InterMetro Industries Corporation v. Enovate Medical, LLC

Filing 225

MEMORANDUM OPINION - For the foregoing reasons, Plaintiffs Motion for Leave to Amend Its Third Amended Complaint (Doc. 166) will be granted. A separate Order follows.Signed by Honorable Robert D. Mariani on 3/7/17. (jfg)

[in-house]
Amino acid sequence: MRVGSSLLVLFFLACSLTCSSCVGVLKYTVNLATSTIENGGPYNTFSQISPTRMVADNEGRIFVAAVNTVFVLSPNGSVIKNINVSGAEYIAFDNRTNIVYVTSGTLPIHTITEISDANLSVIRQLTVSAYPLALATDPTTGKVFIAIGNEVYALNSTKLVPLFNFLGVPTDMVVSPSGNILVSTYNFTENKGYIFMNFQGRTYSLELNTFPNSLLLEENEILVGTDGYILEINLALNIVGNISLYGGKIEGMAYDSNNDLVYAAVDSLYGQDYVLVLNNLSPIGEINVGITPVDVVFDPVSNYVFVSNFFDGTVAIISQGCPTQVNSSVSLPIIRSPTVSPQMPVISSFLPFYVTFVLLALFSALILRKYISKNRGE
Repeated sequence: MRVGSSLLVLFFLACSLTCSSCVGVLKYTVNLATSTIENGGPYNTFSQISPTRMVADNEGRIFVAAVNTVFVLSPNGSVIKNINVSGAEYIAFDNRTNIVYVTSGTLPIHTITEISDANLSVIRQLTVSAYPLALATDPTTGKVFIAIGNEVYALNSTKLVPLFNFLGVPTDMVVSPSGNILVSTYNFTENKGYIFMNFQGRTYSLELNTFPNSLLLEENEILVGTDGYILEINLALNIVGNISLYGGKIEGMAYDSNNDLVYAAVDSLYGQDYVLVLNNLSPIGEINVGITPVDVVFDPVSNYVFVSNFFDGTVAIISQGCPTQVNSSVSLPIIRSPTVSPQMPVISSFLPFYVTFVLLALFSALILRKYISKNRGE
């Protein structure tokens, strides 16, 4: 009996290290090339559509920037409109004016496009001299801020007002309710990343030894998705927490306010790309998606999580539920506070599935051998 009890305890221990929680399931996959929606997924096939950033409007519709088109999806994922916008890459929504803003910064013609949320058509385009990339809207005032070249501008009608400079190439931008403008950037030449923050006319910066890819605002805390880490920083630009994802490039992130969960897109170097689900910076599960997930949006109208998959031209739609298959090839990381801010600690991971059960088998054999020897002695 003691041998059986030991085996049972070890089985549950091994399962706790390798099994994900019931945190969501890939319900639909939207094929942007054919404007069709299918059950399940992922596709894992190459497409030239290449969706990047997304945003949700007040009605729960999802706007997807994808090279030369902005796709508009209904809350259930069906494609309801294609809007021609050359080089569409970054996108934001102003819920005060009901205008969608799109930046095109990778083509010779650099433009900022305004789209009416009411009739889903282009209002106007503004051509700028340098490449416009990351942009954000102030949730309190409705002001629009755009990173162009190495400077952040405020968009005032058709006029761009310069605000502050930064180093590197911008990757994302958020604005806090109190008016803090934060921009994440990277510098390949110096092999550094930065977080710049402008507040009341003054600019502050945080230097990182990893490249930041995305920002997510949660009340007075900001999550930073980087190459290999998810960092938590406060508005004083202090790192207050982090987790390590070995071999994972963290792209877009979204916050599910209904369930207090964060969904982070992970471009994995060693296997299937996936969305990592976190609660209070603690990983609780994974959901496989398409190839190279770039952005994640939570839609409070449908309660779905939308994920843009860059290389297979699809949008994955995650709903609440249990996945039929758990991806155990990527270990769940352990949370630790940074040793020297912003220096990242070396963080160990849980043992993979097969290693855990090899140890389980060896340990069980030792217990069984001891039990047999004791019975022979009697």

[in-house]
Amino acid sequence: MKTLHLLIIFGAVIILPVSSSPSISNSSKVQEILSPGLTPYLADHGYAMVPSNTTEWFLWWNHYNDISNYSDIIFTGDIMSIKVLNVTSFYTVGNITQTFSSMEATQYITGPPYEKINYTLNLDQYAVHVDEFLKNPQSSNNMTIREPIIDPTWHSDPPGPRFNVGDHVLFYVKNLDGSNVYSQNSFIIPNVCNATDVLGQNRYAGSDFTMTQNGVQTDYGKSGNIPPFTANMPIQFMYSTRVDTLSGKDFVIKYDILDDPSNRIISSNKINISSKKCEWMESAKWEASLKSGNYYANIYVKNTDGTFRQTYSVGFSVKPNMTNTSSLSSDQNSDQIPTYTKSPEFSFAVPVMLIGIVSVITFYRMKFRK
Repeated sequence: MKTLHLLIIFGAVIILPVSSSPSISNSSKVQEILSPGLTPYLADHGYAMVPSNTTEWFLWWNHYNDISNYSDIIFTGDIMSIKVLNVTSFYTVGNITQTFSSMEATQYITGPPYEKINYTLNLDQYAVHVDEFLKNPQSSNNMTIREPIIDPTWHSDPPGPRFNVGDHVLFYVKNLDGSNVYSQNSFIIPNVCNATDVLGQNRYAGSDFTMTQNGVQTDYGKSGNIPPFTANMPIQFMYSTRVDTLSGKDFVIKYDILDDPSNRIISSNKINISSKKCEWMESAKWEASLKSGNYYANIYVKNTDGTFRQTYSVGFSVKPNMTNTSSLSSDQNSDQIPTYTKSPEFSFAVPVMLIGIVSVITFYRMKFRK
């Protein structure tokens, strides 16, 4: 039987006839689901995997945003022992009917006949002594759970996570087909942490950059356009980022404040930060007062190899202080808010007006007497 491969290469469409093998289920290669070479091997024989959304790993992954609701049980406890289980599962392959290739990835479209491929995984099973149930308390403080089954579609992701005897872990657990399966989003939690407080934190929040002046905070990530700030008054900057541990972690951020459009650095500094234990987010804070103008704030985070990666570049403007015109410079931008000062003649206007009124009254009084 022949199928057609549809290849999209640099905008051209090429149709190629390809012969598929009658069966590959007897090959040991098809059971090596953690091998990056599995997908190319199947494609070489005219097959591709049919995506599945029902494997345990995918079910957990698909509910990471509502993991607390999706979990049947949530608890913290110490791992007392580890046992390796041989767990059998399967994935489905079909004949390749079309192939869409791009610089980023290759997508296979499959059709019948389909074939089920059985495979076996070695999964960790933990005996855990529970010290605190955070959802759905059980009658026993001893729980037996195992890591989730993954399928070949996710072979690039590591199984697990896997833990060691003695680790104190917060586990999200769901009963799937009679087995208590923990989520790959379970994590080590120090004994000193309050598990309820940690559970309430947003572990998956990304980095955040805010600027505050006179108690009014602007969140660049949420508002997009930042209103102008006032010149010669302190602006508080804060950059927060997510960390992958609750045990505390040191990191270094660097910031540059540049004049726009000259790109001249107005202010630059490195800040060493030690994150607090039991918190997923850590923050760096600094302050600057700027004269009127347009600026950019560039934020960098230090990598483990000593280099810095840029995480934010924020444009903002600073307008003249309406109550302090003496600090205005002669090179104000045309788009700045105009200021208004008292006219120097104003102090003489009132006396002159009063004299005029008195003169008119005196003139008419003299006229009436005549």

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IN THE UNITED STATES DISTRICT COURT FOR THE MIDDLE DISTRICT OF PENNSYLVANIA INTERMETRO INDUSTRIES CORP., Plaintiff, v. 3:13·CV·02854 (JUDGE MARIANI) ENOVATE MEDICAL, LLC, Defendant. MEMORANDUM OPINION I. INTRODUCTION Presently before the Court is Plaintiffs Motion for Leave to File a Third Amended Complaint (Doc. 166). For the reasons that follow, the Court will grant the Motion. II. PROCEDURAL HISTORY Plaintiff, InterMetro Industries Corporation ("lnterMetro"), filed its first Complaint in this action on November 22, 2013, alleging violations of its patent claims in certain mobile medical point-of-care carts. (See Doc. 1). On September 30,2014, this Court granted Motions to Dismiss by Defendant Enovate Medical, LLC ("Enovate") and by other similarlysituated Defendants in related cases. (See, e.g., Doc. 52). Plaintiff responded by filing an Amended Complaint (Doc. 55) which Enovate moved to dismiss on October 31,2014 (Doc. 56). In late 2015, before the Court had ruled on the second Motion to Dismiss, Plaintiff moved for leave to 'file a Second Amended Complaint. In February, 2016, the Court granted Plaintiffs Motion subject to certain limitations. (See Docs. 140, 141). Plaintiff's Second Amended Complaint asserted claims against Enovate for infringement of 35 claims within the following six patents: 6,493,220 ("220"); 6,721,178 ("178"); 7,612,999 ("999"); 7,791,866 r866"); 7,990,691 ("691"); 8,526,176 ("176"). (See generally, Doc. 142). Defendant answered Plaintiff's Second Amended Complaint in February, 2016 (Doc. 145) and asserted Counterclaims seeking a declaration of non­ infringement of the patents at issue, adeclaration of invalidity of the asserted claims by Plaintiff, and adeclaration of unenforceability of the asserted patents for failure to disclose co-inventors and failure to disclose information material to patentability (id. at 40-59). On May 11, 2016, an Administrative Patent Judge on the Patent Trial and Appeal Board ("PTAB") issued two decisions following Inter Paries Reviews, requested by Enovate, of certain claims contained in Patents 178 and 220. The Judge found that claims 27, 28, 88,101, and 108 of U.S. Patent No. 6,721,178 B1 were unpatentable, as were claims 1and 2 of U.S. Patent No. 6,493,220 B1. (See Doc. 154; Enovate Med., LLC v. InterMetro Indus. Corp., Case IPR2015-00300 (PTAB May 11,2016); Enovate Med., LLC v. InterMetro Indus. Corp., Case IPR2015-00301 (PTAB May 11,2016)). On May 31,2016, InterMetro filed notices of appeal of both decisions to the Federal Circuit (see Doc. 160, Ex. C, D) and the cases have been consolidated for purposes of the appeal. On July 28, 2016, Plaintiff moved for leave to file aThird Amended Complaint pursuant to Federal Rule of Civil Procedure 15(d). (Doc. 166). Plaintiff's Third Amended Complaint seeks to add a Count alleging that Enovate "has and is infringing, directly, 2 indirectly, and willfully" Patent 9,389,643 ("643"). (ld. at 2). Patent 643 was issued on July 12, 2016, and is "part of the same family of patents that have been asserted against Enovate in the original Complaint." (ld.). A review of Plaintiffs red-lined copy of the Third Amended Complaint (Doc. 167-3) reveals that, with the exception of a typographical error in paragraph 107, the only apparent alteration to the Complaint is the addition of Count VII, alleging infringement of Patent 643. Enovate opposes InterMetro's Motion. (Doc. 220). III. STANDARD OF REVIEW Pursuant to the Federal Rules of Civil Procedure, "the court may, on just terms, permit a party to serve a supplemental pleading setting out any transaction, occurrence, or event that happened after the date of the pleading to be supplemented." Fed. R. Civ. P. 15(d). "Because it refers to events that occurred after the original pleading was filed, a supplemental pleading differs from an amendment, which covers matters that occurred before the filing of the original pleading but were overlooked at the time." Owens-Illinois, Inc. v. Lake Shore Land Co., Inc., 610 F.2d 1185 (3d Cir. 1979). Nonetheless, "the standard applicable to motions to amend under Fed. R. Civ. P. 15(d) is essentially the same standard that applies to Fed. Civ. P. 15(a)." Medeva Pharma Ltd. v. Am. Home Prods. Corp.,201 FRO 103, 104 n.3 (D. Del. 2001). The application of Federal Rule of Civil Procedure 15(a) and (d) is within the "sound" and "broad" discretion of the Court. Intel Corp. v. Amberwave Sys. Corp., 233 FRO 416, 418 (D. Del. 2005); Medeva Pharma, 201 FRO at 104. A party may amend its pleading with 3 leave of court. The Court should "freely give" such leave "when justice so requires." Fed. R. Civ. P. 15(a)(2). The Supreme Court has described this rule as follows: [Rlile 15(a)(2)'s] mandate is to be heeded. If the underlying facts or circumstances relied upon by a plaintiff may be a proper subject of relief, he ought to be afforded an opportunity to test his claim on the merits. In the absence of any apparent or declared reason-such as undue delay, bad faith or dilatory motive on the part of the movant, repeated failure to cure deficiencies by amendments previously allowed, undue prejudice to the opposing party by virtue of allowance of the amendment, futility of amendment, etc.-the leave sought should, as the rules require, be "freely given." Foman v. Davis, 371 U.S. 178, 182,83 S.Ct. 227, 230, 9 L.Ed. 222 (1962) (internal citations omitted); see also Arthur v. Maersk, Inc., 434 F.3d 196,204 (3d Cir. 2006) ("Among the factors that may justify denial of leave to amend are undue delay, bad faith, and futility."). The Third Circuit has "consistently recognized, however, that 'prejudice to the non-moving party is the touchstone for the denial of an amendment."' Id. (quoting Lorenz v. CSX Corp., 1 F.3d 1406, 1414 (3d Cir. 1993)). Similarly, "[I]eave to supplement should be granted if it will promote the just disposition of the case, will not cause undue prejudice or delay and will not prejudice the rights of any parties." Medeva Pharma, 201 FRO at 104 (citing Proctor & Gamble Co. v. McNeil-PPC, Inc., 1998 WL 1745118 (0. Oe11998)). IV. ANALYSIS In light of the issuance of Patent 643 in July, 2016, over two and a half years after the 'filing of the original Complaint, InterMetro's motion is properly brought as one to supplement, as opposed to amend, its Complaint. InterMetro contends that the Court 4 should grant its motion "because doing so will promote judicial efficiency by consolidating into one action its entire dispute with" Enovate. (Doc. 169, at 1). Specifically, InterMetro asserts that the claims relating the 643 Patent "involve the same parties, the same products, and the same technology as its claims against Enovate relating to the other six patents-in­ suit." (Id. at 2). Enovate's brief in opposition to InterMetro's motion fails to address in any detail the arguments raised in InterMetro's brief with respect the whether the motion to amend/supplement the Complaint should be granted. Instead, inexplicably, Enovate's brief is simply a continuation of its arguments previously raised in support of staying the case. (See generally, Doc. 220). Nonetheless, to the extent that Enovate raised any arguments relevant to the motion currently before this Court, they are addressed below. With respect to whether InterMetro's proposed supplementation is futile, the Court notes that the only substantive difference between the Second and Third Amended Complaint is the addition of Count VII. The Court has already ruled that Counts I-VI sufficiently state a claim upon which relief can be granted, thereby refusing to deny Plaintiffs prior motion to amend the complaint on the basis of futility. (Doc. 140, at 6-12). With respect to Count VII, Plaintiff contends that its "amendments to assert Enovate's infringement of the '643 Patent generally align with the allegations in [its] Second Amended Complaint with respect to the other six patents". (Doc. 169, at 5). Defendant does not set forth any argument in its brief in opposition to Plaintiffs motion to dispute Plaintiffs 5 statement or contend that there is, in fact, some legally or factually significant difference which should cause the Court to reach a different conclusion with respect to the futility of Count VII than the Court did in its analysis of Counts I-VI; and a comparison of the Second Amended Complaint and proposed Third Amended Complaint appears to support Plaintiffs assertion. Rather, with respect to the element of futility, Enovate attempts to establish the similarities between the claims found unpatentable by the PTAB which are now before the Federal Circuit and those claims at issue here in Patent 643. (Doc. 220, at 4-5). Enovate argues that the claims of Patent 643 "are so 'closely related' to the claims of the current patents-in-suit that they are similarly unpatentable [and c]onsequentially, an affirmance by the Federal Circuit ... will help simplify this case by showing the futility of adding the '643 Patent to a Third Amended Complaint." (Id. at 4-5). As noted by this Court in its Opinion denying Defendant's Motion to Stay, although there is clearly an overlap of certain issues before this Court and the Federal Circuit, the Federal Circuit is only examining six claims within Patents 178 and 220. Allowing Plaintiff to assert an additional Patent, and certain claims therein, merely adds these claims to the four patents, and 29 claims, that are not directly at issue in the Federal Circuit appeal. Given the number of disagreements among the parties with respect to the validity and patentability of the claims already in this case and not at issue in the Circuit case, the Court does not view the addition of Plaintiffs Count VII as futile, as this Court will still be required to analyze the 6 merits of Plaintiffs claims, regardless of the Federal Circuit's decision. Furthermore, Defendant asserted in its Motion to Stay that it intends on moving for summary judgment and that if the six claims currently before the Federal Circuit are held to be unpatentable, this will be used as res judicata to establish that it has met its burden of proof as to obviousness and unpatentability, at least to a preponderance of the evidence and that the Circuit's decision will be relevant pursuant to Fed. R. Evid. 401 and 402 on summary judgment. (Doc. 165, at 9-10). To the extent that Defendant believes that the Circuit's decision with respect to the claims found in Patents 178 and 220 should affect this Court's analysis of the other claims at issue in this case, as well as those claims within Patent 643, such an issue is better left for summary judgment. At the current stage of litigation, Plaintiff has adequately pleaded a cause of action for in'fringement of Patent 643 and adding Count VII is not futile. 1 With respect to bad faith and delay, "[w]hen considering a motion for leave to amend, the court should grant leave unless 'the motion is being made in bad faith.'" Trueposition, Inc. v. Allen Telecon, Inc., 2002 WL 1558531, *2 (D. De/. 2002) (quoting B&R, Inc. v. Donald Lake Const., 19 F.Supp.2d 217, 220 (D. Del. 1998)). "The scope of the court's inquiry in therefore limited to whether the motion to amend itself is being made in bad faith, 1 Though the Court of course recognizes that Plaintiff's filing of a Third Amended Complaint carries with it a corresponding right on the part of the Defendant to move once again pursuant to Federal Rule of Civil Procedure 12(b)(6) to dismiss, the Court, without foreclosing this avenue for Defendant, does not see a substantial basis for what would be athird Motion to Dismiss by Enovate. This is so principally because the first six counts of the Third Amended Complaint are identical to those of the Second Amended Complaint which this Court permitted Plaintiff to file and adds only an additional, seventh count, which is legally indistinguishable from the causes of action set forth in the first six counts. 7 not whether the original complaint was filed in bad faith or whether conduct outside the motion to amend amounts to bad faith." Id. Here, Plaintiff states that the 643 Patent issued on July 12, 2016. (Doc. 169, at 1, 5). On June 16, 2016, Plaintiff informed the Court and Enovate during a conference call that it had obtained a new patent and intended to file a motion to amend the complaint in the following weeks. InterMetro asserts that it also provided Enovate with pre-suit notice "as to Enovate's post-issuance infringement of the '643 Patent" the following day "when [lnterMetro] served on Enovate claims charts directed to the '643 Patent." (Id. at 5 n.3). On July 28,2016, approximately 6 weeks after providing pre-suit notice to Enovate and 16 days after the issuance of Patent 643, InterMetro filed the motion to amend in order to add Count VII. In light of the timing of these events, there is no indication of undue delay or bad faith in the timing of the filing of Plaintiffs motion. The Court also finds that Enovate will not suffer undue prejudice by the grant of Plaintiffs motion. To demonstrate undue prejudice, the party opposing the motion to amend must show that "it will be 'unfairly disadvantaged or deprived of the opportunity to present facts or evidence' unless leave to amend is denied." Trueposition, 2002 WL 1558531, at *2 (quoting Bechtel v. Robinson, 886 F.2d 644, 652 (3d Cir. 1989)). InterMetro asserts that Enovate will not be prejudiced because "643 is closely related to the other patents-in-suit" and therefore Enovate will not need to conduct additional discovery "and, even if it did, discovery remains open.... " (Doc. 169, at 6). InterMetro later 8 reiterates its assertion that the new patents are closely related to the other patents, stating that the "allegations that Enovate infringes the '643 Patent concern the same accused products, the same technology, and the same parties." (Id. at 7). InterMetro further asserts that it "does not believe additional claim construction will be necessary". (/d. at 6). Enovate argues that "Courts have held that the addition of related patents, or even additional claims from an asserted patent, in acase pending for several years is prejudicial to the defendant when the case is at an advanced stage." (Doc. 220, at 6). First, it is important to note that Enovate has consistently made clear, both in support of its motion to stay the case and in opposition to Plaintiffs motion to amend the complaint, that it believes this case is at an early stage in the proceedings (see e.g., Doc. 220, at 5-6), and therefore it cannot reasonably argue that it believes it will suffer prejudice because of the stage of this case. Second, even if the Court were to accept for purposes of Enovate's argument that the case is at an advanced stage, the cases cited by Enovate all found prejudice due to additional "voluminous discovery" or when the new claim would result in "at least six months delay to take new discovery ...." (Doc. 220, at 6-7 {citing ACC Climate Control v. Bergstrom, Inc., 2010 WL 746750, at *2 (N.D. Ind. 2010)2; Lemelson v. Gen. Mills, Inc., 1986 WL 7067, at * 2 (N.D. III. 1986)). Here, Plaintiff asserts that "643 is closely related to the other patents-in-suit" and therefore Enovate will not need to conduct additional 2 The Court further notes that in ACC Climate Control, Plaintiff moved to supplement the Complaint with the addition of twelve additional claims based upon four new patents. ACC Climate Control, 2010 WL 746750, at * 2-3. Here, Plaintiff is only moving to add one patent, and has agreed to limit the number of new asserted claims to five. Thus, the present motion presents a Significantly different factual situation than that in ACC Climate Control. 9 discovery "and, even if it did, discovery remains open... "and further that it "does not believe additional claim construction will be necessary". (Doc. 169, at 6). Enovate does not refute any of these statements or contend anywhere in its brief that the addition of Patent 643 will create any lengthy delay, an unreasonable amount of supplemental discovery, or additional claim construction in this action. Therefore, Enovate has failed to show that it will be unfairly disadvantaged or deprived of the opportunity to present facts or evidence if the Court grants Plaintiffs motion. Enovate's argument with respect to any alleged prejudice to it as a result of the current stage of the case is without merit. Further, even if there was some prejudice, the apparent significant overlap between the six patents previously asserted with Patent 643 reduces any prejudice that Enovate may suffer. Cf. Micron Tech., Inc. v. Rambus Inc., 409 F.Supp.2d 552,559 (D. Del. 2006) ("[E]ven if there were no overlap, the trial date is not set in this action, and the schedule can be adjusted to allow for necessary discovery."). Plaintiffs Third Amended Complaint alleges that, in addition to the 35 claims within the six patents-in-suit asserted in the Second Amended Complaint, Enovate additionally violated "at least claims 1-3,5, and 9-17 of the '643 patent'''. (Doc. 171, ~ 463). In Plaintiffs brief in support of its motion, InterMetro states that it liis willing to further promote judicial efficiency by agreeing to reduce the number of asserted claims against Enovate to Claims 1, 2, 13, 16, and 17 ...." (Doc. 169, at 8). Although InterMetro asserts that it is "adhering to the spirit of the scheduling order" that the parties stipulated to, wherein they 10 agreed that InterMetro would reduce the number of asserted claims against Enovate (as well as against other Defendants in related suits) not to exceed 35 (Doc. 169, at 8 (citing Doc. 54)), InterMetro's current proposal results in a violation of this agreement, namely, Plaintiff is now attempting to assert the infringement of 40 claims. This results in some prejudice to Enovate as Plaintiff is attempting to change the contents of the parties' stipulation without any indication that it has obtained the approval of Defendant. However, due to Enovate's failure to brief this issue in their opposition to Plaintiff's motion, the Court is unable to determine Defendant's position with respect to a possible increase in asserted claims or whether it would be amenable to a new stipulation with InterMetro with respect to the number of asserted claims. Although the Court finds that this proposed alteration of the stipulation does not constitute undue prejudice, it expects the parties to confer on the issue in good faith and agree upon a modification of the previously agreed upon number of asserted claims across all patents-in-suit in order to clearly identify those patent claims that are now specifically at issue. Additionally, as InterMetro notes, it could file a separate lawsuit alleging infringement of the 643 Patent by Enovate. (See Doc. 169, at 2, 7). This would result in duplicative and burdensome litigation for the parties as well as for the Court. As noted by the District Court of Delaware: Where the additional patents are closely related to the already asserted patents and the patents involve similar technology, it is clearly in the interest of judicial economy to dispose of all of the claims between the parties in one proceeding. See Jenn-Air Products Co. v. Penn Ventilator, Inc., 283 F.Supp. 11 591, 594 (E.D.Pa.1968). Since the accused products are the same, the technology is the same, and the parties remain the same, the facts and the issues will substantially overlap. Granting the motion to amend will therefore enable the court to address all of these related issues simultaneously. Conversely, if the motion to amend were denied, Trueposition could institute a second action against Allen for infringement of the additional patents. The court, therefore, finds that judicial economy weighs in favor of granting the motion to amend. Trueposition, 2002 WL 1558531 at *2. The same reasoning applies in the instant case and the Court finds it persuasive that judicial economy will be benefitted by granting InterMetro's motion. Finally, while granting the supplementation may cause this litigation to continue longer than it otherwise WOUld, this does not prejudice Enovate at this time; merely temporal "prejudice" is not sufficient to overcome our directive to "freely grant" amendments. "The passage of time, without more, does not require that a motion to amend a complaint be denied; however at some point, the delay will become 'undue,' placing an unwarranted burden on the court, or will become 'prejudicial,' placing an unfair burden on the opposing party." Adams v. Gould, Inc., 739 F.2d 858, 868 (3d Cir. 1984). Here, Plaintiff is being permitted to file its Third Amended Complaint due to the recent issuance of Patent 643. However, Plaintiff gives no indication of whether it has other applications pending for patents that it would also consider "closely related" to the patents-in-suit. It is undeniable that at some point, the continued addition of patents and claims of infringement will Significantly impede the progress of this case, impose unwarranted burdens on both the Court and the defendant, and unduly prejudice Enovate. Although the Court is allowing 12 InterMetro to amend its Complaint once more, InterMetro should not attempt to move to further amend its complaint on the basis of the issuance of any new patents. This case must move forward, and while InterMetro may fully adjudicate its claims, Enovate must also be permitted to properly and fully defend against the claims asserted against it, without fear that those allegations will continue to change and grow, even as the litigation progresses. In light of the foregoing standards, the Court finds that leave to amend is appropriate here. There is nothing facially unreasonable about Plaintiffs attempts to amend its Complaint to add a new patent that Plaintiff asserts is "closely related" to the other patents and claims in this case and which Plaintiff asserts will not Significantly impact the scope or amount of discovery; nor does it appear that the grant of this motion will impede this case from moving forward. Enovate has not set forth any persuasive argument to establish that Plaintiffs supplementation would be futile, that it is the result of undue delay or bad faith, or that Enovate would be prejudiced in any way, let alone unduly, by the addition of Patent 643 to the Complaint. V. CONCLUSION For the foregoing reasons, Plaintiffs Motion for Leave to Amend Its Third Amended Complaint (Doc. 166) will be granted. Aseparate Order follows. be nI United States District Judge 13